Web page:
October 25, 2021 10:00 EST

The Alexander Hamilton Collection of John E. Herzog

 
Lot 17
 

17

[Hamilton, Alexander] [Report on Manufactures]
Report of the Secretary of the Treasury on the Subject of Manufactures

"To Correspondents. A review of several new publications, and sundry miscellaneous articles, are unavoidably postponed till next month, to make room for the report on manufactures. As this subject will shortly engage the attention of congress, and as copies of the report are not to be had, we have been induced to present it to our readers entire."

Philadelphia: Printed for the Proprietors, by William Young, 1792. Hamilton's classic report, Report of the Secretary of the Treasury on the Subject of Manufactures, printed on pp. 33-75 in the magazine, The Universal Asylum, and Columbian Magazine, for January, 1792. (ii), 33-79, (1) pp. (pp. 1-32 not present). Three-quarter tan calf, stamped in gilt, red morocco spine label, over marbled paper-covered boards; all edges trimmed; soiling to title-page, small loss at bottom corner of same; loss at top corner of pp. 33/34 affecting a few letters; scattered minor spotting to text. Howes H 123

One of the earliest public printings of Alexander Hamilton's famous Report on Manufactures, printed here in The Universal Asylum, and Columbian Magazine soon after Hamilton delivered his report to Congress on December 5, 1791. "Issued in December 1791, (the report) provided not only theoretical justifications for the promotion of domestic manufacturing, but as a policy document made specific proposals for government action. These proposals included higher import duties on certain final goods, lower import duties on certain raw materials, pecuniary bounties (production subsidies) for selected industries, and government assistance for the immigration of skilled workers, among other measures. To this day, the report is often heralded as the quintessential American statement against the laissez faire doctrine of free trade and for activist government policies—including protectionist tariffs—to promote industrialization." (Douglas A. Irwin, The Aftermath of Hamilton's "Report on Manufactures", The Journal of Economic History, Cambridge, Vol. 64, No. 3 [Sep., 2004] pp. 800-821). The report was met with criticism, especially from Thomas Jefferson, who viewed Hamilton's plan with alarm, as he thought it would disproportionately benefit Northerners at the expense of the Southern farmers he championed. Although the Report was rejected by Congress, his vision offered a modern forward-looking model toward national industrial development (see lot 18).

Howes refers to Hamilton's magnum opus as "One of the great American state papers, 'the Magna Carta of industrial America'"

Sold for $1,071
Estimated at $800 - $1,200


 

"To Correspondents. A review of several new publications, and sundry miscellaneous articles, are unavoidably postponed till next month, to make room for the report on manufactures. As this subject will shortly engage the attention of congress, and as copies of the report are not to be had, we have been induced to present it to our readers entire."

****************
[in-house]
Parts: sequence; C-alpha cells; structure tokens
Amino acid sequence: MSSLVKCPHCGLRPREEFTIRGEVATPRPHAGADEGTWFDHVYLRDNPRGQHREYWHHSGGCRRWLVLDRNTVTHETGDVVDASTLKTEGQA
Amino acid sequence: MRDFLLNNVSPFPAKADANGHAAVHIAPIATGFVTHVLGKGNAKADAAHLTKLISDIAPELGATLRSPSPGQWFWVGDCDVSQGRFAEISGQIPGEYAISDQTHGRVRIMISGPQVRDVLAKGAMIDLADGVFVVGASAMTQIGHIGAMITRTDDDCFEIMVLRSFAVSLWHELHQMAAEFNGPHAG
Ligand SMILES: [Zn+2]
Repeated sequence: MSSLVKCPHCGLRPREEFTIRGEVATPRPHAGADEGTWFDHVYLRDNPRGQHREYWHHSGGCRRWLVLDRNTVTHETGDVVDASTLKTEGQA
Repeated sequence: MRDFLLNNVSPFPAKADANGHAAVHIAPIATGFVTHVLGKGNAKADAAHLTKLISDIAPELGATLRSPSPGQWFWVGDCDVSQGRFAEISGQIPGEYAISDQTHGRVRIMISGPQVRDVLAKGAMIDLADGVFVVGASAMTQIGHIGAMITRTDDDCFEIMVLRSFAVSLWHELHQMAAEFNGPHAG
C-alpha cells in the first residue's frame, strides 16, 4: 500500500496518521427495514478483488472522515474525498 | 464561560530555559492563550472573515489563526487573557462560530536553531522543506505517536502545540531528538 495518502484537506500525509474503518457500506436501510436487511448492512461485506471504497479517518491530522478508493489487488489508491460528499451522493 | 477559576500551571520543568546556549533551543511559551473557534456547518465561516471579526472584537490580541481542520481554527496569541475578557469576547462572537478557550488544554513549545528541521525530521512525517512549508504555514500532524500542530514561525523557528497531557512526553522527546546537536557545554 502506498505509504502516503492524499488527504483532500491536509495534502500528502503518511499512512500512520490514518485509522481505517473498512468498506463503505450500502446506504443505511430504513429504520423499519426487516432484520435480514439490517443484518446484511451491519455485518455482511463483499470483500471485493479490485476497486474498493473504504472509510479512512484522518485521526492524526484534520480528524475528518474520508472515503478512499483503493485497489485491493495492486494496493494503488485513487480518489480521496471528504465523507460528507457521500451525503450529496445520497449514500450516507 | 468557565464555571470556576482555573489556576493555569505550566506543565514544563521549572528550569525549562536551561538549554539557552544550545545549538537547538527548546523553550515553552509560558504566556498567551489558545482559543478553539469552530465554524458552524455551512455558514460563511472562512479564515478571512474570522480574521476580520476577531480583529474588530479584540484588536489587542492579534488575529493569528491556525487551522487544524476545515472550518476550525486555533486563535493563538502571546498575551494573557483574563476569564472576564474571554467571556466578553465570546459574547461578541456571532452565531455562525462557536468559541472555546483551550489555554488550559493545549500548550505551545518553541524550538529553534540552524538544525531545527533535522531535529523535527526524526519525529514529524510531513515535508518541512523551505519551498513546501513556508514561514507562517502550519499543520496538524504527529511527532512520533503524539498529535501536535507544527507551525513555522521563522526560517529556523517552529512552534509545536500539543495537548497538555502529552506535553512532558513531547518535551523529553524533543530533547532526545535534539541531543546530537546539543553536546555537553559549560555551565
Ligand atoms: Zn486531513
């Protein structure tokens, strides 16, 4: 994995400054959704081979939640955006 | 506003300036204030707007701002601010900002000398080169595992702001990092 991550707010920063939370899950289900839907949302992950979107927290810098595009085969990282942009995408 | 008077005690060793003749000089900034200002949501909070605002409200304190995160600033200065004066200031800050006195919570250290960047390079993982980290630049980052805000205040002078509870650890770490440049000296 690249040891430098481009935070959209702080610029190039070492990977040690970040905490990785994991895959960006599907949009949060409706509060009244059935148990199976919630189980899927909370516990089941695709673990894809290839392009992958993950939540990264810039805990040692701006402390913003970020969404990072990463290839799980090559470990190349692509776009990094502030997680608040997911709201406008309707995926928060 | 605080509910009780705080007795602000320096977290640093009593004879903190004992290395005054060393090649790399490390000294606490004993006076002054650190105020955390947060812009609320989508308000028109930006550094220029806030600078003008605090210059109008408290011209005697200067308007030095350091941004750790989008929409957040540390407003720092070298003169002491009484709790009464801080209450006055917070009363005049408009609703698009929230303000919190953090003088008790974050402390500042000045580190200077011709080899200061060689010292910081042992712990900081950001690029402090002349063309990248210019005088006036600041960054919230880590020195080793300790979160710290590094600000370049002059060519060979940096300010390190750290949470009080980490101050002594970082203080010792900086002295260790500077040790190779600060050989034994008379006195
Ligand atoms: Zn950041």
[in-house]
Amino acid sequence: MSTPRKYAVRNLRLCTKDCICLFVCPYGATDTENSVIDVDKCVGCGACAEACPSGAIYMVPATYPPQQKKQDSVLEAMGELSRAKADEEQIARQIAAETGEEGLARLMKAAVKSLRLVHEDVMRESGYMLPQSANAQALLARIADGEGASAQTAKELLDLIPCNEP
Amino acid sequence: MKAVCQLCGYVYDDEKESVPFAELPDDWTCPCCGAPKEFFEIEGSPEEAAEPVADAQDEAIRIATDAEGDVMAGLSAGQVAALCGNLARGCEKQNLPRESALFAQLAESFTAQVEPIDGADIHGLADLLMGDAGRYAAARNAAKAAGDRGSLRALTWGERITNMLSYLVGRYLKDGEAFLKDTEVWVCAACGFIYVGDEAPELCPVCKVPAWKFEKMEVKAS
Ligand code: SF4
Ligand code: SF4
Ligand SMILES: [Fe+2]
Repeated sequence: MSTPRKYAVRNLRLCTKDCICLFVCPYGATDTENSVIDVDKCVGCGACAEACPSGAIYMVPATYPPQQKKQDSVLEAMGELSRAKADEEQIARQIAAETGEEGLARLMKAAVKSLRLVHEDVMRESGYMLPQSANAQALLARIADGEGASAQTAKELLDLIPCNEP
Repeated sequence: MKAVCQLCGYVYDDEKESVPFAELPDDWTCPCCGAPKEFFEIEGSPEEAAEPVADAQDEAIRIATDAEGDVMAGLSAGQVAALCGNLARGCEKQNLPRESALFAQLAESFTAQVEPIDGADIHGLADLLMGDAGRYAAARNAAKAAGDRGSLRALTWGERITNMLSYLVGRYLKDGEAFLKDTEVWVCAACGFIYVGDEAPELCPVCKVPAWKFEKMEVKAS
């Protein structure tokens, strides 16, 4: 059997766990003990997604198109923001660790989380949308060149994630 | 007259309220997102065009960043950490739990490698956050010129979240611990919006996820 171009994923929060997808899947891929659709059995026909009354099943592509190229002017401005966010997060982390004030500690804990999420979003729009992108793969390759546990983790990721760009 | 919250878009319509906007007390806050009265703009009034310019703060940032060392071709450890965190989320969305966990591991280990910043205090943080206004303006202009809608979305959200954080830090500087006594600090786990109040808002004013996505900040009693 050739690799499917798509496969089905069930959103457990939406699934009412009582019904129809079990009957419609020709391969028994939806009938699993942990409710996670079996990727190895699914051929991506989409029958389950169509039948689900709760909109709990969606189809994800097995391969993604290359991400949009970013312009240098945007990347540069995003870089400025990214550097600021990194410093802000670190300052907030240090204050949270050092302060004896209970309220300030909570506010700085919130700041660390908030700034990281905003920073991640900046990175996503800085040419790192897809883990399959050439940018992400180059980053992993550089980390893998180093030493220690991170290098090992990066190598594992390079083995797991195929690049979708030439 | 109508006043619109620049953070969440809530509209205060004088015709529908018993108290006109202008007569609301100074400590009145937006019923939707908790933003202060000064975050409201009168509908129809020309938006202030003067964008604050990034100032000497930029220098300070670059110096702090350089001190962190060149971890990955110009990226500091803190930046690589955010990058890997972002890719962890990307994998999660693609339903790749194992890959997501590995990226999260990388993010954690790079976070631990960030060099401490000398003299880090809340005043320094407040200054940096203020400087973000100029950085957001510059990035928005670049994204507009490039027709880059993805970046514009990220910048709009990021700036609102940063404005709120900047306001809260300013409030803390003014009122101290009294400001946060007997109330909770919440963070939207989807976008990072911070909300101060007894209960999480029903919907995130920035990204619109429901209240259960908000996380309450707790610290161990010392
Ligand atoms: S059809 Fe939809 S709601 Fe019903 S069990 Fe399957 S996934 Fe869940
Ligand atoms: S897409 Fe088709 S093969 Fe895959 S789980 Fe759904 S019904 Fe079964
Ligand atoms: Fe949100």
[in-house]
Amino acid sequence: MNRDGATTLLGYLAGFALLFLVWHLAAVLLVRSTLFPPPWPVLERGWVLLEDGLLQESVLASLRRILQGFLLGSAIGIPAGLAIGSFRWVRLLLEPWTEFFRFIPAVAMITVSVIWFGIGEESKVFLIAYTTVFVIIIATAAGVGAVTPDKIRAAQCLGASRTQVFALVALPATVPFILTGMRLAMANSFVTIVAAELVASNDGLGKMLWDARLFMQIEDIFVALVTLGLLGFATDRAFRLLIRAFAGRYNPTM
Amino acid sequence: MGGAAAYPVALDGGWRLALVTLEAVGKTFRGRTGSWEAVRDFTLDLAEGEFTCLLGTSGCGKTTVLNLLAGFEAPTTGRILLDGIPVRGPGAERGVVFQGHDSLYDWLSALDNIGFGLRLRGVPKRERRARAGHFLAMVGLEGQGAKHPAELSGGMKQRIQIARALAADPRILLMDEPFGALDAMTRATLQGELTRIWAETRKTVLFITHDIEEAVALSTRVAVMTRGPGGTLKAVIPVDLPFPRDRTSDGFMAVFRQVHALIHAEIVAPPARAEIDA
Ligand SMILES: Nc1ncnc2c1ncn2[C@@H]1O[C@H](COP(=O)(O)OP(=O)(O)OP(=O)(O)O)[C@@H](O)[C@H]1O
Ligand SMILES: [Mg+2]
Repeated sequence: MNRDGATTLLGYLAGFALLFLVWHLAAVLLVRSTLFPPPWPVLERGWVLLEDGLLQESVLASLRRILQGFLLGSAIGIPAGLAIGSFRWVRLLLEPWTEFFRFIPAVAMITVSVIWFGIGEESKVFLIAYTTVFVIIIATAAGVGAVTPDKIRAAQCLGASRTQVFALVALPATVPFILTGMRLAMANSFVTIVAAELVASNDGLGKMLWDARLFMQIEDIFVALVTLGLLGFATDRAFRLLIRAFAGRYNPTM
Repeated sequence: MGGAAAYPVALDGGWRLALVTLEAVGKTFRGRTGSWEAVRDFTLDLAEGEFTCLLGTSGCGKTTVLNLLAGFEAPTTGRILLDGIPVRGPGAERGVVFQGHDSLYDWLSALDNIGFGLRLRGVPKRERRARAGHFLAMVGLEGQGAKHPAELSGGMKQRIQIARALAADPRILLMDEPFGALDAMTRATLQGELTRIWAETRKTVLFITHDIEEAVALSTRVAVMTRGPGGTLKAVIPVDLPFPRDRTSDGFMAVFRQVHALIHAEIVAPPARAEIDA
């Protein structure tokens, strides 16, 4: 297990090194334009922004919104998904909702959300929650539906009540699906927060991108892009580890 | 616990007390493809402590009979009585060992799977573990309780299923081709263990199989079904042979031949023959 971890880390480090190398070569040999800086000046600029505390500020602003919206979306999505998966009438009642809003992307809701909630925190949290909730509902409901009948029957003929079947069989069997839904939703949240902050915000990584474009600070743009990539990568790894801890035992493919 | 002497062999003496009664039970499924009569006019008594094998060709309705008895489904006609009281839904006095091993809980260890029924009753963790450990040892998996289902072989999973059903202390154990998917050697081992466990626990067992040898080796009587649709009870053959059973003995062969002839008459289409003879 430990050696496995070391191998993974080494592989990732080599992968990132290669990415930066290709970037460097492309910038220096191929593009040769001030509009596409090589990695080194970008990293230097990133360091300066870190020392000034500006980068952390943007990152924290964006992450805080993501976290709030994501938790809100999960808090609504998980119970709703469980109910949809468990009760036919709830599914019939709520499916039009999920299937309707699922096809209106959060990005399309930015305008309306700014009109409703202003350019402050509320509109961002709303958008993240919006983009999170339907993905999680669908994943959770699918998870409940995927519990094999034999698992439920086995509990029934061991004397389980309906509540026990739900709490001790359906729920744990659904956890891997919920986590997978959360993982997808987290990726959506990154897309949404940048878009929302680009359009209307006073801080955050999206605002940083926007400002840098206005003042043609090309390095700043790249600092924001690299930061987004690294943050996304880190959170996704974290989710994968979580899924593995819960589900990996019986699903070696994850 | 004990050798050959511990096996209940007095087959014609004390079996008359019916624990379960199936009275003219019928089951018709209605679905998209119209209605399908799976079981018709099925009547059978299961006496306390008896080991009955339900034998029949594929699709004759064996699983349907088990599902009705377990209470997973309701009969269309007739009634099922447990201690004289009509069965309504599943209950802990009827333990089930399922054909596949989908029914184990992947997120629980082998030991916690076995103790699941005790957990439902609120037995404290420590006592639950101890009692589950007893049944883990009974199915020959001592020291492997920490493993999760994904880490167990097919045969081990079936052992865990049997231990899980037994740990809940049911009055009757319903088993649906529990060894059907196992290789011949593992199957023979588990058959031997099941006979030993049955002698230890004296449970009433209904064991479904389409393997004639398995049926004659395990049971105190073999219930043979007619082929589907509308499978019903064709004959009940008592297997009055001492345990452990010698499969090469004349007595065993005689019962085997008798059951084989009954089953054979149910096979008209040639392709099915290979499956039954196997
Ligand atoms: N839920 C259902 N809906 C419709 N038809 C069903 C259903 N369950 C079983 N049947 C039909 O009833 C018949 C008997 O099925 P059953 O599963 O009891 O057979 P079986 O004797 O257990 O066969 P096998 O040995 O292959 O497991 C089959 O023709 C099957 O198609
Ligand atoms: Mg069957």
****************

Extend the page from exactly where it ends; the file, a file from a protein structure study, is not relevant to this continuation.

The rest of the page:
Philadelphia: Printed for the Proprietors, by William Young, 1792. Hamilton's classic report, Report of the Secretary of the Treasury on the Subject of Manufactures, printed on pp. 33-75 in the magazine, The Universal Asylum, and Columbian Magazine, for January, 1792. (ii), 33-79, (1) pp. (pp. 1-32 not present). Three-quarter tan calf, stamped in gilt, red morocco spine label, over marbled paper-covered boards; all edges trimmed; soiling to title-page, small loss at bottom corner of same; loss at top corner of pp. 33/34 affecting a few letters; scattered minor spotting to text. Howes H 123

One of the earliest public printings of Alexander Hamilton's famous Report on Manufactures, printed here in The Universal Asylum, and Columbian Magazine soon after Hamilton delivered his report to Congress on December 5, 1791. "Issued in December 1791, (the report) provided not only theoretical justifications for the promotion of domestic manufacturing, but as a policy document made specific proposals for government action. These proposals included higher import duties on certain final goods, lower import duties on certain raw materials, pecuniary bounties (production subsidies) for selected industries, and government assistance for the immigration of skilled workers, among other measures. To this day, the report is often heralded as the quintessential American statement against the laissez faire doctrine of free trade and for activist government policies—including protectionist tariffs—to promote industrialization." (Douglas A. Irwin, The Aftermath of Hamilton's "Report on Manufactures", The Journal of Economic History, Cambridge, Vol. 64, No. 3 [Sep., 2004] pp. 800-821). The report was met with criticism, especially from Thomas Jefferson, who viewed Hamilton's plan with alarm, as he thought it would disproportionately benefit Northerners at the expense of the Southern farmers he championed. Although the Report was rejected by Congress, his vision offered a modern forward-looking model toward national industrial development (see lot 18).

Howes refers to Hamilton's magnum opus as "One of the great American state papers, 'the Magna Carta of industrial America'"

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